“If someone were to give us an ebook, do we have the tools to receive it, to integrate it into our catalog, and to check it out?” Douglas County Libraries (DCL) director Jamie LaRue posed this question to DCL’s associate director of IT, Monique Sendze, in December 2010. The fact that she answered, “No,” launched DCL into an entirely new way of doing business. DCL is a public library district located midway between Denver and Colorado Springs, Colo. DCL serves a population of about 295,000. In 2012, the library circulated 8.1 million items to 226,000 cardholders and purchased more than 184,000 items. DCL’s mission is to be a passionate advocate for literacy and lifelong learning. Among the library’s core values are delivering a current, high-quality collection that meets our public’s needs and blazing trails by being innovative and visionary. Providing access to the content of our culture through our collections and technology is one of our guiding principles, and we pride ourselves on being pioneers within the library industry.” (via Computers in Libraries)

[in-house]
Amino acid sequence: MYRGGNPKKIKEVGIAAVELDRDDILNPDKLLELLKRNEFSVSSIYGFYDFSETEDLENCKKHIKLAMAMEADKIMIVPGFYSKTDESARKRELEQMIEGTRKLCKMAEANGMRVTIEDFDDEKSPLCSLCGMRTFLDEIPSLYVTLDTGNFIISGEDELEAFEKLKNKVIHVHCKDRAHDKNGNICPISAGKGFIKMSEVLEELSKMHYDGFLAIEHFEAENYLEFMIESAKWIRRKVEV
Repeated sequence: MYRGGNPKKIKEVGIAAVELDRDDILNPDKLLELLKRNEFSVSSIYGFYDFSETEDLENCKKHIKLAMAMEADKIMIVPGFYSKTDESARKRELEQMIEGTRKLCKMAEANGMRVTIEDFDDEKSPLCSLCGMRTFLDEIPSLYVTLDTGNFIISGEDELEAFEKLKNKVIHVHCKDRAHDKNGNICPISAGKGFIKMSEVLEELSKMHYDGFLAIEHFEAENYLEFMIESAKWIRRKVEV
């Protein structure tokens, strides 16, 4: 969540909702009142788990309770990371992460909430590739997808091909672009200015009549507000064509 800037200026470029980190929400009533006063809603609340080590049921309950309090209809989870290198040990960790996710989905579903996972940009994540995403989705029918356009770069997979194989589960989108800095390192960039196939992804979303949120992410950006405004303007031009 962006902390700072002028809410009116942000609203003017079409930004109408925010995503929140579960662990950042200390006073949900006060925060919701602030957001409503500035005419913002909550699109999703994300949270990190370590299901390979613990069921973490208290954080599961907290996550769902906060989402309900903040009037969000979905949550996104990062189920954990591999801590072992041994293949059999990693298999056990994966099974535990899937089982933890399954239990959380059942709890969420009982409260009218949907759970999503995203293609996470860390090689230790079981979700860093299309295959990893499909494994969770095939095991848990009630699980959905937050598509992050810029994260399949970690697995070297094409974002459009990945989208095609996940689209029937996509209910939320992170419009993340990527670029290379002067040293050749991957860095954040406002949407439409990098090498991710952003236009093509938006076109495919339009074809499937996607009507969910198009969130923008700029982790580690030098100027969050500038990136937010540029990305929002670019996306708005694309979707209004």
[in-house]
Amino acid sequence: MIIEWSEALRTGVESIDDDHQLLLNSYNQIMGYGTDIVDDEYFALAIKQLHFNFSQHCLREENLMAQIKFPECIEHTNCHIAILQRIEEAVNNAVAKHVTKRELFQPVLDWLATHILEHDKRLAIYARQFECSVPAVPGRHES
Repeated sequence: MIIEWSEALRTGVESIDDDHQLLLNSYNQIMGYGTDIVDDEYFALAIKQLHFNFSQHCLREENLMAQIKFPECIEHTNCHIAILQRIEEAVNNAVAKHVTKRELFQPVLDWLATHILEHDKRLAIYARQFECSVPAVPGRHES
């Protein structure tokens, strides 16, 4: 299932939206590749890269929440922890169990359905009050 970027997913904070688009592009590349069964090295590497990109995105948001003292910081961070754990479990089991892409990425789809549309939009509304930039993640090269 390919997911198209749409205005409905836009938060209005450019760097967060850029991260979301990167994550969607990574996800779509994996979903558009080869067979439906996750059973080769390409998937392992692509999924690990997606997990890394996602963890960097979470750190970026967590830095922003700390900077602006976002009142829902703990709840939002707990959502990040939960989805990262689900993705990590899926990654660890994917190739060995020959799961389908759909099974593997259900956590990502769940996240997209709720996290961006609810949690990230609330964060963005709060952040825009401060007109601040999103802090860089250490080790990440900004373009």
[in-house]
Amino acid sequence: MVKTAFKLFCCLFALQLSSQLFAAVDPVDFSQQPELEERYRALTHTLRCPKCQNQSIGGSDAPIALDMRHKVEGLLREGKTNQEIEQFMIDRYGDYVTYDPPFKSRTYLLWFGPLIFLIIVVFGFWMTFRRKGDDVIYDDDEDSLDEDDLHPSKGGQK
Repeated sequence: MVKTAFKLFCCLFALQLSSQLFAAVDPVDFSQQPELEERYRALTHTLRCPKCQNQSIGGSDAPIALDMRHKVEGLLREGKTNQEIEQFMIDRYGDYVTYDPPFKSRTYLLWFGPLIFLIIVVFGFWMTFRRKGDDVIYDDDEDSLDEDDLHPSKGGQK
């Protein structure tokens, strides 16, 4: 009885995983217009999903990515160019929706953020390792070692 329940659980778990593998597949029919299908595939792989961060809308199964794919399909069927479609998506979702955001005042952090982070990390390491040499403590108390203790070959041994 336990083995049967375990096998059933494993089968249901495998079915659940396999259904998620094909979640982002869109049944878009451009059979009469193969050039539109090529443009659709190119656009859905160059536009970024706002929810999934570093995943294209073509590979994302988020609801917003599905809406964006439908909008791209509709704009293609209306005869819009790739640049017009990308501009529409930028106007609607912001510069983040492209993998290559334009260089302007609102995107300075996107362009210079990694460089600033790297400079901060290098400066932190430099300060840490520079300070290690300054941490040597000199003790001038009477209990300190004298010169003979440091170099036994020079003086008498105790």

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Publishing Hears Echoes of Netflix Business Model

“Offering unlimited television shows and music for a flat monthly fee has worked for Netflix Inc. and Spotify AB. Will it work in the book industry? It is a question of intensifying debate in the publishing industry right now, as two digital startups plan launches of rival e-book subscription services this fall. If successful, the new services could pose fresh challenges for brick-and-mortar bookstores already struggling to cope with the growth of e-book sales and low prices of physical books offered online.” (via AllThingsD)

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Millions Qualify for E-book Refunds

“The $166 million publishers have agreed to pay to settle e-book price fixing charges with the states and consumer class could soon begin flowing to consumers, and PW has learned that more than 23 million consumer accounts are eligible to receive refunds. Representatives from Rust Consulting, the firm retained to administer the settlement fund, confirmed to PW that 23,073,840 customers of Amazon, Apple, Barnes & Noble, Kobo, Google, and Sony have been directly notified via e-mail or by postcard that they are eligible to participate in the settlement. That figure represents consumer accounts, a Rust representative explained to PW, not the number of individual consumers, as some consumers have accounts with multiple retailers, or multiple accounts at a single retailer.” (via Publishers Weekly)